In 2009, Dashiell Bennett at Deadspin compiled four years of clichés about how the New Orleans Saints were somehow central to the “recovery” of New Orleans. The eerie part of these articles is how similar they are year after year, almost like the start of the football season meant that the leading publications needed to have one “Saints are Saving New Orleans” article “in the can” by Labor Day. This is how media organizations also handle obituaries: written in advance to avoid the slightest delay when announcing death.
As the 10th anniversary of Hurricane Katrina and the breaking of the levees is discussed this week, the well-worn narrative that “the Saints saved New Orleans” has continued endlessly, far more magnified than the pressing issues of poverty, racism, charter school failures, and displacement that still plague the city. The Saints narrative is like a game of video-friendly connect-the-dots: the Steve Gleason blocked punt, the U2 concert, the ascension of Drew Brees from mid-level quarterback with a bad shoulder to sure-fire Hall of Famer, the big Super Bowl win led by savior coach Sean Payton and an amazing defense. Each of these touchpoints has an ugly underside: Steve Gleason now bravely endures ALS, which the league refuses to admit was exacerbated by football. The Saints defensive MVP for that Super Bowl team, Darren Sharper, is now a convicted serial rapist in one of the more horrific crime sprees of gender violence in sports history. Sean Payton has struggled with Vicodin addiction and personal issues that are an open secret throughout the city. There was “Bountygate,” the scandal that wasn’t, which took away a year of this team’s prime window to become a double Super Bowl champion, and was, in retrospect, the first sign before Ray Rice and Deflategate that Roger Goodell was simply in over his head. There is Drew Brees, in that awkward twilight of his career where he still throws for a ton of yards but also too many picks, yet whose icon-status makes it impossible to let him go. And then there is U2, who at the time seemed to be an embarrassing choice to play during halftime at the Superdome when it reopened: about as representative of New Orleans as a gluten-free po’ boy. Yet in retrospect, they were a sign of things to come. U2 by 2005 was less of a band than a global brand, and New Orleans had already decided they would rebuild as a global city, open for business and closed to the poor who had been displaced.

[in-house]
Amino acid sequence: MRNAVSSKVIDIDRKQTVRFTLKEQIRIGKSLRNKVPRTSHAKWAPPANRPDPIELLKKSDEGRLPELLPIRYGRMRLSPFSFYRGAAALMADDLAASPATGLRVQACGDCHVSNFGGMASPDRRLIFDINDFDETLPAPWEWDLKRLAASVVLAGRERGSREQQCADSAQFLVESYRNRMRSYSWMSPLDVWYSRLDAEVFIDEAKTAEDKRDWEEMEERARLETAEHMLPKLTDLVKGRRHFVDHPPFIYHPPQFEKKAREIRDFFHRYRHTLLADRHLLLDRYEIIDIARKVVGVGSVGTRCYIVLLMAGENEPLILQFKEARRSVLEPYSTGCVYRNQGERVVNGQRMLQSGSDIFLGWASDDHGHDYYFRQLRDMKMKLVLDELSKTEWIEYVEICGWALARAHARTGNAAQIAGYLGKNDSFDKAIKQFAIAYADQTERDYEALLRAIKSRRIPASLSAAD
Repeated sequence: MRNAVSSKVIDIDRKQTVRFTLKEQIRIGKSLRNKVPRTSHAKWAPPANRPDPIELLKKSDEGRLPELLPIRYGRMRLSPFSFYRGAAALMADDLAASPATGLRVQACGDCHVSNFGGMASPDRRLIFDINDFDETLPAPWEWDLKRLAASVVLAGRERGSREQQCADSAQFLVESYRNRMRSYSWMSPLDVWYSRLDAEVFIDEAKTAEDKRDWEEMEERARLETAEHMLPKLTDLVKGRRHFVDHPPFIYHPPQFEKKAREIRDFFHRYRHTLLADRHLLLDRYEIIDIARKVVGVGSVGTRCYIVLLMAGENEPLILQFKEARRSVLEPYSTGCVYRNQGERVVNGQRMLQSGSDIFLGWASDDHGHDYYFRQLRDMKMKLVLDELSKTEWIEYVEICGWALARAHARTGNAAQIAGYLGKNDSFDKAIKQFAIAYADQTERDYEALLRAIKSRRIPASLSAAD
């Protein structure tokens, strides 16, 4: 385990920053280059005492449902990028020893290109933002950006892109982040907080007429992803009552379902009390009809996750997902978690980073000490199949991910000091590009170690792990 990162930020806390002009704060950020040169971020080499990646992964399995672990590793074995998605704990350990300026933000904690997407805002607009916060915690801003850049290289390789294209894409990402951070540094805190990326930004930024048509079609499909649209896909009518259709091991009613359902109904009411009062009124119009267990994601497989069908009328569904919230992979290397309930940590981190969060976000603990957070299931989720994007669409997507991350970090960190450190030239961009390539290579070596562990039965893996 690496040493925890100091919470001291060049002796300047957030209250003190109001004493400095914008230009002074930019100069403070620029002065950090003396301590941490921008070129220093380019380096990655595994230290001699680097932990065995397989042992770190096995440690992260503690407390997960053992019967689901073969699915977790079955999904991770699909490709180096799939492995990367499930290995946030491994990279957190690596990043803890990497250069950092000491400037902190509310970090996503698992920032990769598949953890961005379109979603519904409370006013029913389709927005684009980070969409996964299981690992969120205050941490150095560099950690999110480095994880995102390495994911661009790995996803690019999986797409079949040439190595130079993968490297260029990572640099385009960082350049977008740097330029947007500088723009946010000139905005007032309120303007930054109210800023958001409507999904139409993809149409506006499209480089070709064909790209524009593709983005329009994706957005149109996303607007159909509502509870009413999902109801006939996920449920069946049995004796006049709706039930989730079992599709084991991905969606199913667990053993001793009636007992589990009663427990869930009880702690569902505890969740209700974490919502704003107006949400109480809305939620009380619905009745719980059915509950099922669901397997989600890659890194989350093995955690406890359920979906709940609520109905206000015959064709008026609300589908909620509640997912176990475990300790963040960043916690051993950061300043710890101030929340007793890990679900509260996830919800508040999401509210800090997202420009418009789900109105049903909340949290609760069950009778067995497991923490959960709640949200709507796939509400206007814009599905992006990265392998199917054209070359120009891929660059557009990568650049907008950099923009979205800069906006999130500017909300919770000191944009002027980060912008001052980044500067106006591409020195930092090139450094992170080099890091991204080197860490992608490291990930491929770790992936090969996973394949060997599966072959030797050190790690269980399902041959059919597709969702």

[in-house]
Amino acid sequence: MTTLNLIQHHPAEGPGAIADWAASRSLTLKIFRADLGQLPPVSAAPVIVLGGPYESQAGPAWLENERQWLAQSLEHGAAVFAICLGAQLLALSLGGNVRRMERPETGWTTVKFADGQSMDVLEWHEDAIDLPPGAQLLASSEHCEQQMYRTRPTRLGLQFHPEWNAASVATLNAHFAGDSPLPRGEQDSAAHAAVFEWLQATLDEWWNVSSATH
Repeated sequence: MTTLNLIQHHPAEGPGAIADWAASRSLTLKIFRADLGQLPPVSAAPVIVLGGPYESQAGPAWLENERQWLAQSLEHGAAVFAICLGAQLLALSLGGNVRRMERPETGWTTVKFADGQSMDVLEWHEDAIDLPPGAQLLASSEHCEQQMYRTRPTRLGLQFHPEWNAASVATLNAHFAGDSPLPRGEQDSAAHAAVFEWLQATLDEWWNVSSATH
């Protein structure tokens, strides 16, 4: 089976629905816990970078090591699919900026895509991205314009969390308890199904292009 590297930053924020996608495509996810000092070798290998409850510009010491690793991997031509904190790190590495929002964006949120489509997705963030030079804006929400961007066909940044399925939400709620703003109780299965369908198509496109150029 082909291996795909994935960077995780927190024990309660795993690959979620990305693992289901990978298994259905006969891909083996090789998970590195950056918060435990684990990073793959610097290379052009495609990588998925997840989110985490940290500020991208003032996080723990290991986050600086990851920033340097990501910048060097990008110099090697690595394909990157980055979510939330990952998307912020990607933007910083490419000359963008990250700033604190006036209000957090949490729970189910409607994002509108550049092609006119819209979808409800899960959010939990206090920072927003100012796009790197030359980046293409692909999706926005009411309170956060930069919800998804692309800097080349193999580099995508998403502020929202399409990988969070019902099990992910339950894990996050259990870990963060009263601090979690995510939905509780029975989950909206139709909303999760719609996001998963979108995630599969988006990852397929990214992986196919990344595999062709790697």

More than all the Saints-themed retrospectives one could conjure, a simple poll tells the story of New Orleans today far more effectively. The best polls have the power to paint pictures, to transport a theory from the realm of opinion to fact. The Public Policy Research Lab at Louisiana State University produced such a poll. They found that “nearly four out of five white residents believe the city has mostly recovered, while nearly three out of five blacks say it has not, a division sustained over a variety of issues, including the local economy, the state of schools and the quality of life.”
The fact of the matter is, as The New York Times wrote, “African-Americans were far more likely to have lived in a flooded part of the city, and places that were worse-hit by the flooding, such as the Lower Ninth Ward, have taken much longer to recover.”
As for the New Orleans Saints, they have not so much saved the city as reflected the ways in which the city has changed. This was a team whose owner, Tom Benson, was looking to move out of the city before Hurricane Katrina, in search of public funding for a new stadium. He received that cash to stay in New Orleans, but only after the Superdome was ripped apart. That the Superdome was a FEMA funding priority was a slap in the face to the people who were waiting endlessly for federal funds to rebuild. It was a sign of how business was going to be done.
And yet… like Drew Brees, despite how erratic it’s all been, New Orleans is still one of the great cities on earth. It’s almost unexplainable how something so beautiful can still exist amidst so much mismanagement, so much vulture capitalism, and so much personal pain. The flaws are as thick as the humidity, yet in an era of carbon-copy cities, New Orleans is still all its own place. This is not a post-Katrina phenomenon but a function of its history: Its singularity has always been there in the architecture, the above-ground cemeteries, the food, the music, and above all else, the people. As much as they try to commodify this city, it is still a place apart. Similarly, in an era of carbon-copy football, there is Drew Brees, balding, pushing 40, barely six feet tall, and slinging the ball around like he’s still in it for the thrill. But that unique spark, while more durable than Brees, still needs to be defended. The vultures won’t be sated until it is consumed. The Saints players that love New Orleans should stand with the people in that fight, even if it means standing against whatever the NFL and their corporate partners have planned for the city’s future.